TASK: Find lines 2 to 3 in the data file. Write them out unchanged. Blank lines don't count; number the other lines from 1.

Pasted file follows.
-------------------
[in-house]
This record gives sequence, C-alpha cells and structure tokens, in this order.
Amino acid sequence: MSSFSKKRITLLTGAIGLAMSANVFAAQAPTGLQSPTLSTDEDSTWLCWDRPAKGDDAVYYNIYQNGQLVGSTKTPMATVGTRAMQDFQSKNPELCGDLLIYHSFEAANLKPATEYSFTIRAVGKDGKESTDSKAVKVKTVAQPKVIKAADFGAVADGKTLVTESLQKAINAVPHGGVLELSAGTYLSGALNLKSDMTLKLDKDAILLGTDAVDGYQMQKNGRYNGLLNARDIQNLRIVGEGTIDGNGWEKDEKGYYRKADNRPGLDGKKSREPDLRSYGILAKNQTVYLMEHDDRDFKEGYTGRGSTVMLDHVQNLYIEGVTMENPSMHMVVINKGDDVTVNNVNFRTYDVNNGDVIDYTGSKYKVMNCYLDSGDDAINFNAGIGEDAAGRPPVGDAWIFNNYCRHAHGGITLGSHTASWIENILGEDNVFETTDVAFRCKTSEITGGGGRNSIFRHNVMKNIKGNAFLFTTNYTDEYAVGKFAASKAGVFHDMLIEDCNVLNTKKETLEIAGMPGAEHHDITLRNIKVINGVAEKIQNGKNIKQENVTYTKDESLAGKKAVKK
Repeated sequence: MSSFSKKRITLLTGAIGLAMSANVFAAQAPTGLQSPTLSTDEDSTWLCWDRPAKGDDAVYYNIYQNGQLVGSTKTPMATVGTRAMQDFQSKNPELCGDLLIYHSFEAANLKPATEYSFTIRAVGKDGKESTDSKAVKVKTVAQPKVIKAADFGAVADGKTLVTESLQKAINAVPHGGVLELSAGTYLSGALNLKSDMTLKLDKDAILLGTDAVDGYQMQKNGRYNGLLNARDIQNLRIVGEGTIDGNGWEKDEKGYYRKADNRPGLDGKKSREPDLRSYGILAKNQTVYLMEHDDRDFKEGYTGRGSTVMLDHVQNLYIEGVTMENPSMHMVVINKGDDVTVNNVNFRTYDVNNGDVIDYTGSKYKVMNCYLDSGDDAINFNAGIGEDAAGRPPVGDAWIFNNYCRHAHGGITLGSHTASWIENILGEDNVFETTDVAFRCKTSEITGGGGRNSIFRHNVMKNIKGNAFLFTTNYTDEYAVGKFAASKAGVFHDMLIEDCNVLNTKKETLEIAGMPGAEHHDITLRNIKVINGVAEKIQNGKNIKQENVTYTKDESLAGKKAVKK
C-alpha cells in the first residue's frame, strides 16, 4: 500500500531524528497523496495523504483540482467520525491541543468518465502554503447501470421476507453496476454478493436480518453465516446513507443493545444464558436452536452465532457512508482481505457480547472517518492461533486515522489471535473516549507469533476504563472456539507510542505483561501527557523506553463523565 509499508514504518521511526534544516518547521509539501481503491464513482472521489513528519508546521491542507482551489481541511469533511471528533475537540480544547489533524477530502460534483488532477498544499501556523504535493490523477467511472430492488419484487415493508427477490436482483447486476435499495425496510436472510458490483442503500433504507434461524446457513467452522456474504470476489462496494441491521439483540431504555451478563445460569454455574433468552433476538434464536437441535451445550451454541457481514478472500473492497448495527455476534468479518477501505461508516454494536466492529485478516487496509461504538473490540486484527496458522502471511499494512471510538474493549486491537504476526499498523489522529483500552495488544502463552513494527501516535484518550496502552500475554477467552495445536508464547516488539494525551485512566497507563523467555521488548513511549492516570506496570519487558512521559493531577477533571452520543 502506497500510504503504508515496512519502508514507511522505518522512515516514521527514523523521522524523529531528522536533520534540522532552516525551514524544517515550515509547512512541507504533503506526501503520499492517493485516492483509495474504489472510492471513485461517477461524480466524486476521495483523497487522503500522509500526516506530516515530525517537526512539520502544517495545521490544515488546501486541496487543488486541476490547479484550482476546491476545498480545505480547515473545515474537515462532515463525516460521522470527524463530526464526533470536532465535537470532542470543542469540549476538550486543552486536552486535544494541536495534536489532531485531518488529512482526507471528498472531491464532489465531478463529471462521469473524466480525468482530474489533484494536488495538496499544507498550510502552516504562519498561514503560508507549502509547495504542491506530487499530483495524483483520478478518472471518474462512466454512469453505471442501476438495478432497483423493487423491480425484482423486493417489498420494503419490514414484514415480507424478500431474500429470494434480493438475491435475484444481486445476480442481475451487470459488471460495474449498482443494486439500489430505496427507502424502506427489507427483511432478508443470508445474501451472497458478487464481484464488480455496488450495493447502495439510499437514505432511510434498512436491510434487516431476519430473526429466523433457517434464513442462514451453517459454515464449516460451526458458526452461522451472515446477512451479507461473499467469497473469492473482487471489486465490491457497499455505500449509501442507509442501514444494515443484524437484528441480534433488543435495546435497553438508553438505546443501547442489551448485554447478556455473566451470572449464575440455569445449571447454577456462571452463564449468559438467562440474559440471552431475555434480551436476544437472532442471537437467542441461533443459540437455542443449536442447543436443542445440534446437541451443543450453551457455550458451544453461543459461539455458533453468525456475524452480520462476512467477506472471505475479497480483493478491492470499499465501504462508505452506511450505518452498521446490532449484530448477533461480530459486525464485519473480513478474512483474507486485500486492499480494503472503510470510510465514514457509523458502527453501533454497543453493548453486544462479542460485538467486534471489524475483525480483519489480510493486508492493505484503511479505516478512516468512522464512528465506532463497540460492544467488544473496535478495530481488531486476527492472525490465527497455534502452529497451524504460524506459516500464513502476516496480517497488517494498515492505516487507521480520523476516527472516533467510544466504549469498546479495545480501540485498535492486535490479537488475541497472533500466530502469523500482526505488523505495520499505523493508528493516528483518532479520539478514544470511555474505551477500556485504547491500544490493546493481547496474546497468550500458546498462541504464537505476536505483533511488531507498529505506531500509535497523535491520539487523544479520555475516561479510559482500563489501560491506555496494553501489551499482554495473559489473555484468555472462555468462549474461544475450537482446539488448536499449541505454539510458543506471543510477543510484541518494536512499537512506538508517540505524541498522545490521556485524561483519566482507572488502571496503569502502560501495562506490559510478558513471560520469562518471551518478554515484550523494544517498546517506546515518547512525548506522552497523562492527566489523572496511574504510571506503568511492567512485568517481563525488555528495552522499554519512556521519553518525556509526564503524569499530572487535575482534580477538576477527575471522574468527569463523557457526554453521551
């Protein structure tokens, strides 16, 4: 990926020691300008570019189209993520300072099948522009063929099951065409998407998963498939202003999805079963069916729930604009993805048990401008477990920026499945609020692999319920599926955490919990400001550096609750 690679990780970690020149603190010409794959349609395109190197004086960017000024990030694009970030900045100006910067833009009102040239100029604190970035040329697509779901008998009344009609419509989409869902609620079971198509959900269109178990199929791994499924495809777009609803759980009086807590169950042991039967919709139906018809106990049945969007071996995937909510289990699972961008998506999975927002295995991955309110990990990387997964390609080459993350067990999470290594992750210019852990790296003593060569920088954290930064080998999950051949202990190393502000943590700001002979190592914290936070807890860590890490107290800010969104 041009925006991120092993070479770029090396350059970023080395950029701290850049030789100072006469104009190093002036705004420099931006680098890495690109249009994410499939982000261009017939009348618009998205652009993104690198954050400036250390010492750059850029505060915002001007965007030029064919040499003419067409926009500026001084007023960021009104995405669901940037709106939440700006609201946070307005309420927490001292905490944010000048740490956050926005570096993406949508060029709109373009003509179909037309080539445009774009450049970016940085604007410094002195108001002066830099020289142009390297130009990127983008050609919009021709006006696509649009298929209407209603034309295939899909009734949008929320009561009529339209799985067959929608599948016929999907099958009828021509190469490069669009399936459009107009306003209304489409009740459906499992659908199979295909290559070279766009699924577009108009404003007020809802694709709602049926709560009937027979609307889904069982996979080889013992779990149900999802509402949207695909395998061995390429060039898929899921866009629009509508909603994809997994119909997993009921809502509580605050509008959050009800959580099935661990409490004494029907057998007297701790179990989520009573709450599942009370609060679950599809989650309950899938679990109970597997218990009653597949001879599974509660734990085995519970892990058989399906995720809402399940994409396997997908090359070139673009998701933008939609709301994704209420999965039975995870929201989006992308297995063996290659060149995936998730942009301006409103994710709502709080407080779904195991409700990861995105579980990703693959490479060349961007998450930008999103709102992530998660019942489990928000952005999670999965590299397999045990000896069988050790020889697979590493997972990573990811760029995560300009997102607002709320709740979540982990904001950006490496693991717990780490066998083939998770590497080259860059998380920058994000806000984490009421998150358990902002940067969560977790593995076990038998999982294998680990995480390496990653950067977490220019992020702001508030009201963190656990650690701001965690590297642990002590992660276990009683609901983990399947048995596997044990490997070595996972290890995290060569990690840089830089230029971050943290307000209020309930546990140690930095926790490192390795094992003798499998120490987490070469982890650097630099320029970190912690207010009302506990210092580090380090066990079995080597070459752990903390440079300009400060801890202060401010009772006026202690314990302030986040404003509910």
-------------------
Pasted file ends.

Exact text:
This record gives sequence, C-alpha cells and structure tokens, in this order.
Amino acid sequence: MSSFSKKRITLLTGAIGLAMSANVFAAQAPTGLQSPTLSTDEDSTWLCWDRPAKGDDAVYYNIYQNGQLVGSTKTPMATVGTRAMQDFQSKNPELCGDLLIYHSFEAANLKPATEYSFTIRAVGKDGKESTDSKAVKVKTVAQPKVIKAADFGAVADGKTLVTESLQKAINAVPHGGVLELSAGTYLSGALNLKSDMTLKLDKDAILLGTDAVDGYQMQKNGRYNGLLNARDIQNLRIVGEGTIDGNGWEKDEKGYYRKADNRPGLDGKKSREPDLRSYGILAKNQTVYLMEHDDRDFKEGYTGRGSTVMLDHVQNLYIEGVTMENPSMHMVVINKGDDVTVNNVNFRTYDVNNGDVIDYTGSKYKVMNCYLDSGDDAINFNAGIGEDAAGRPPVGDAWIFNNYCRHAHGGITLGSHTASWIENILGEDNVFETTDVAFRCKTSEITGGGGRNSIFRHNVMKNIKGNAFLFTTNYTDEYAVGKFAASKAGVFHDMLIEDCNVLNTKKETLEIAGMPGAEHHDITLRNIKVINGVAEKIQNGKNIKQENVTYTKDESLAGKKAVKK